THE DOMINANT SECTOR of the Sri Lankan economy historically has been wet rice (paddy) cultivation. Its importance in ancient times is demonstrated by the extensive irrigation works constructed in the north-central region of the island in the first millennium A.D. In the thirteenth century, the civilization based on these reservoirs began to decline, and population shifted to the wet zone of the southern and southwestern areas, where irrigation was less necessary to grow rice. Cinnamon and other spices which were valuable in the European market became important export commodities in the sixteenth century, when Europeans, first the Portuguese and then the Dutch, established control over the coastal areas of the island.
Commercial agriculture came to dominate the economy during the British period (1796-1948). Extensive coffee plantations were established in the mid-nineteenth century. Coffee failed when a leaf disease ravaged it in the 1870s and 1880s, but it was quickly replaced by the important commercial crops of tea, rubber, and coconut. Although wet rice cultivation remained important, Sri Lanka had to import more than one-half of the rice it needed during the late nineteenth and early twentieth centuries because of the land and labor devoted to the commercial crops. At independence in 1948, almost all of the islands' foreign exchange earnings were derived from commercial agriculture.
The fundamental economic problem since the 1950s has been the declining terms of trade. The proceeds from the traditional agricultural exports of tea, rubber, and coconut have had less and less value in the international marketplace. Beginning in the early 1960s, governments responded by intervening directly in the largely free-market economy inherited from the colonial period. Imports and exports were tightly regulated, and the state sector was expanded, especially in manufacturing and transportation. This trend accelerated between 1970 and 1977, when a coalition headed by the Sri Lanka Freedom Party nationalized the larger plantations and imposed direct controls over internal trade.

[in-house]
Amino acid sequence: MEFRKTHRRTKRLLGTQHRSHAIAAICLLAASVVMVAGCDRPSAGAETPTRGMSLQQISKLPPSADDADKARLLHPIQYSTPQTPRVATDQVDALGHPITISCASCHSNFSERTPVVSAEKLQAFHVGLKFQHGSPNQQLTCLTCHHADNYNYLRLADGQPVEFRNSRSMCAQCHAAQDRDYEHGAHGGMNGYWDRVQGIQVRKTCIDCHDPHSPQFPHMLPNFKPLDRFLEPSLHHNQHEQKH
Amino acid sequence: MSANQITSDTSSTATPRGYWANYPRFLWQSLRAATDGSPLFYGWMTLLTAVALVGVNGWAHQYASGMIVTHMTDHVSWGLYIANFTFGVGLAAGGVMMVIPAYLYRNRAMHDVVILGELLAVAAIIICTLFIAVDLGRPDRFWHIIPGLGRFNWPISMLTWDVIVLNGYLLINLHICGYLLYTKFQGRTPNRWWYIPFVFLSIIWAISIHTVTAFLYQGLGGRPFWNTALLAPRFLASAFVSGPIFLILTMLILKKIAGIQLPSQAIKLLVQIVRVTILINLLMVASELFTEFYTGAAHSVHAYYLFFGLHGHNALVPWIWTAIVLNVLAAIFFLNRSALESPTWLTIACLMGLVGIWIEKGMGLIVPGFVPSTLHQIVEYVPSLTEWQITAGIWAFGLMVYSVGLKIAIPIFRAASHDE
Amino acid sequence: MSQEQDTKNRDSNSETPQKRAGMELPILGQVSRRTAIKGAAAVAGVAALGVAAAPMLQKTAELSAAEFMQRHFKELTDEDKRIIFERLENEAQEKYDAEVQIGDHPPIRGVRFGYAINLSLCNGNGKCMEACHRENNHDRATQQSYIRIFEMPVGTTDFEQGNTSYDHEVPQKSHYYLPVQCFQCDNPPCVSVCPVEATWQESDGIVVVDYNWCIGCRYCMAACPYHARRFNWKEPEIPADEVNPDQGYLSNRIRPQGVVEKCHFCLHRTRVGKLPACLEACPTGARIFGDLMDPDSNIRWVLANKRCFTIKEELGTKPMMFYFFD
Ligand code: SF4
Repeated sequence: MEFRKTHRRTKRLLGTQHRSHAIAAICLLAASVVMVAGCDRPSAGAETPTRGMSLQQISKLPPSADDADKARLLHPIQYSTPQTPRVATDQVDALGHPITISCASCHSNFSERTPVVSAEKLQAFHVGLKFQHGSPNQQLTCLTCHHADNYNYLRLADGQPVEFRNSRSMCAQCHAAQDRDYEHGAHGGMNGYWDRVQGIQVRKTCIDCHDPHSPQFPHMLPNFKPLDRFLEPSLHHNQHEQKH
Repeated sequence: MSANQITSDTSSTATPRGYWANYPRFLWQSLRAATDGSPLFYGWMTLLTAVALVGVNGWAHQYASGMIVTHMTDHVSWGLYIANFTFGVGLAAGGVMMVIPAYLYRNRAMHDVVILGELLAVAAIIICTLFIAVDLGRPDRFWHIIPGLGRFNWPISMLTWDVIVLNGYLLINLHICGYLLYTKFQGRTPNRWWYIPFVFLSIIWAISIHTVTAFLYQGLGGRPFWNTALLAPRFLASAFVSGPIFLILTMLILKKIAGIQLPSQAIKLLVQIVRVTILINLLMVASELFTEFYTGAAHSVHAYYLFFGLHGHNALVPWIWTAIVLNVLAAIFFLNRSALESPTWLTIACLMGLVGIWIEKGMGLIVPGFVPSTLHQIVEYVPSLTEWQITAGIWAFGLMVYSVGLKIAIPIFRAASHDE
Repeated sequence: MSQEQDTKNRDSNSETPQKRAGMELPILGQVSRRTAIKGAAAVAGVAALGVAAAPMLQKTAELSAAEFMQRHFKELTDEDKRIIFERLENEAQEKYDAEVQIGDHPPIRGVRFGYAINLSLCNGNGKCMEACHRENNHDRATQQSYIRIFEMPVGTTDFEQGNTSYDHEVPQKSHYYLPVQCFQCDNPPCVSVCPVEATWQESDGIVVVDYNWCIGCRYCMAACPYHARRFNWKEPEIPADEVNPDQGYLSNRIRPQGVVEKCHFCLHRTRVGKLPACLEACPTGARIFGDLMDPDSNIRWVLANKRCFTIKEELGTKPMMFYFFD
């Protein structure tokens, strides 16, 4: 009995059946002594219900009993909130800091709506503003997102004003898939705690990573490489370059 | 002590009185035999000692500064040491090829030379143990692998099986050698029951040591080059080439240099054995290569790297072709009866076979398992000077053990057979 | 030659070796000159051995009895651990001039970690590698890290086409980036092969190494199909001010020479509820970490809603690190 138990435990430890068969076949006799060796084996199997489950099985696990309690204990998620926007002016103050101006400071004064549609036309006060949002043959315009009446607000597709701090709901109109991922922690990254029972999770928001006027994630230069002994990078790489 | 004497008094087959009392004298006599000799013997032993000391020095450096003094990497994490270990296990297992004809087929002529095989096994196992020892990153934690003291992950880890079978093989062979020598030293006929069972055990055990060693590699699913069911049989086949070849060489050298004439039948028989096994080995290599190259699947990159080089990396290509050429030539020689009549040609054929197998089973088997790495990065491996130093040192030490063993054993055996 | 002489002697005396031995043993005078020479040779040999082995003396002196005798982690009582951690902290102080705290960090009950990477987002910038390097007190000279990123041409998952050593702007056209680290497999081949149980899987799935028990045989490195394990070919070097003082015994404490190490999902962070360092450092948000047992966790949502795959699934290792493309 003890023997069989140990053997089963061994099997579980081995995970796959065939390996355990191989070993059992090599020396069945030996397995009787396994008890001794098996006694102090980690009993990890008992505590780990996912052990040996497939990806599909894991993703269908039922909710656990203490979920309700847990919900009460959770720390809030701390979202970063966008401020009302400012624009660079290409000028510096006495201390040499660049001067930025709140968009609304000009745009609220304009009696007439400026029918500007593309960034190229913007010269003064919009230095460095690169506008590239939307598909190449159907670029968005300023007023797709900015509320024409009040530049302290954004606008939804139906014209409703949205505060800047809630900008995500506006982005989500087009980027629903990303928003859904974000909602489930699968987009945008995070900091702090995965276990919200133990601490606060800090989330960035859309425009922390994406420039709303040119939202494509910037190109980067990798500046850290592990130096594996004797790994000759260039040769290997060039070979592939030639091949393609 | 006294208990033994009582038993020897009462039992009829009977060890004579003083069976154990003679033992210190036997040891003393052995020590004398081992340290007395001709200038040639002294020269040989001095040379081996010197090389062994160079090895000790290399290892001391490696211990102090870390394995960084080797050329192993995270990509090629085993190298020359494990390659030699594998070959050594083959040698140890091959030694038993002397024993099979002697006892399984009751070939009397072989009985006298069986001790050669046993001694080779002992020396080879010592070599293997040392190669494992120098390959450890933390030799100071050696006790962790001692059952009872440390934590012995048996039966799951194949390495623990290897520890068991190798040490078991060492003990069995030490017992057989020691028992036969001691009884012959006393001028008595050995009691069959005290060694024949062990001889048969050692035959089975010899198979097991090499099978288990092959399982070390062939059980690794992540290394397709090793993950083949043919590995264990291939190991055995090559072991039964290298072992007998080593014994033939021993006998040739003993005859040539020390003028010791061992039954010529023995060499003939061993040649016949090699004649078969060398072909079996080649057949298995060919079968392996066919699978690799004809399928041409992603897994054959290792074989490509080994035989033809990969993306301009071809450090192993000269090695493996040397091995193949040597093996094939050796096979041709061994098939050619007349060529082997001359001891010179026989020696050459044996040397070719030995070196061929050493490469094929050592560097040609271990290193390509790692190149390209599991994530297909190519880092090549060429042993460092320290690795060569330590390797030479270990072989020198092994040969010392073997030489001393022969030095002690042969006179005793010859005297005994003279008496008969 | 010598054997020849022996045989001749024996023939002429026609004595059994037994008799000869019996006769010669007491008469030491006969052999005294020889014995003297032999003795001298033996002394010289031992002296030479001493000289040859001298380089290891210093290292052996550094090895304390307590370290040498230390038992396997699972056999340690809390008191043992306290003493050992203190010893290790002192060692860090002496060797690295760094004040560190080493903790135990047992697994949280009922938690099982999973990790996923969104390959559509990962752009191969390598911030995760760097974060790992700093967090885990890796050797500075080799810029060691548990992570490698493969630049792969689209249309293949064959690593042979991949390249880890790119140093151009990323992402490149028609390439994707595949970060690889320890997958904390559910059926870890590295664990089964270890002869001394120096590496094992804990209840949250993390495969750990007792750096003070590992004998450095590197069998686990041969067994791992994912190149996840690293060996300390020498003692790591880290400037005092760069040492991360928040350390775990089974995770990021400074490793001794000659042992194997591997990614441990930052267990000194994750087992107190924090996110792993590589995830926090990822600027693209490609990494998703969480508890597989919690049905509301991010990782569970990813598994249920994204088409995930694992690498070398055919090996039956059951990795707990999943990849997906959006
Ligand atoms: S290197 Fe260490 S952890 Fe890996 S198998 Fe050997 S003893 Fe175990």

The United National Party (UNP) contested the 1977 general election with a platform calling for less regulation of the economy. After its electoral victory, the new UNP government made some effort to dismantle the state sector in agriculture and manufacturing. At the same time, it encouraged private enterprise, welcomed foreign investment and slackened import controls. It also shifted spending away from subsidies and social welfare to investment in the nation's infrastructure, most notably a massive irrigation project, the Mahaweli Ganga Program, which was expected to make Sri Lanka self-sufficient in rice and generate enough hydroelectric power to fill the nation's requirements. These policies resulted in higher rates of economic growth in the late 1970s and early 1980s, but at the cost of a mounting external debt. Foreign aid from the United States, Western Europe, Japan, and international organizations kept the economy afloat.
Sri Lanka's economy became more diverse in the 1970s and 1980s, and in 1986 textiles surpassed tea for the first time as the country's single largest export. Nonetheless, the performance of the traditional agricultural exports remained essential to the country's economic health. Other important sources of foreign exchange included remittances from Sri Lankans working overseas, foreign aid, and tourism.
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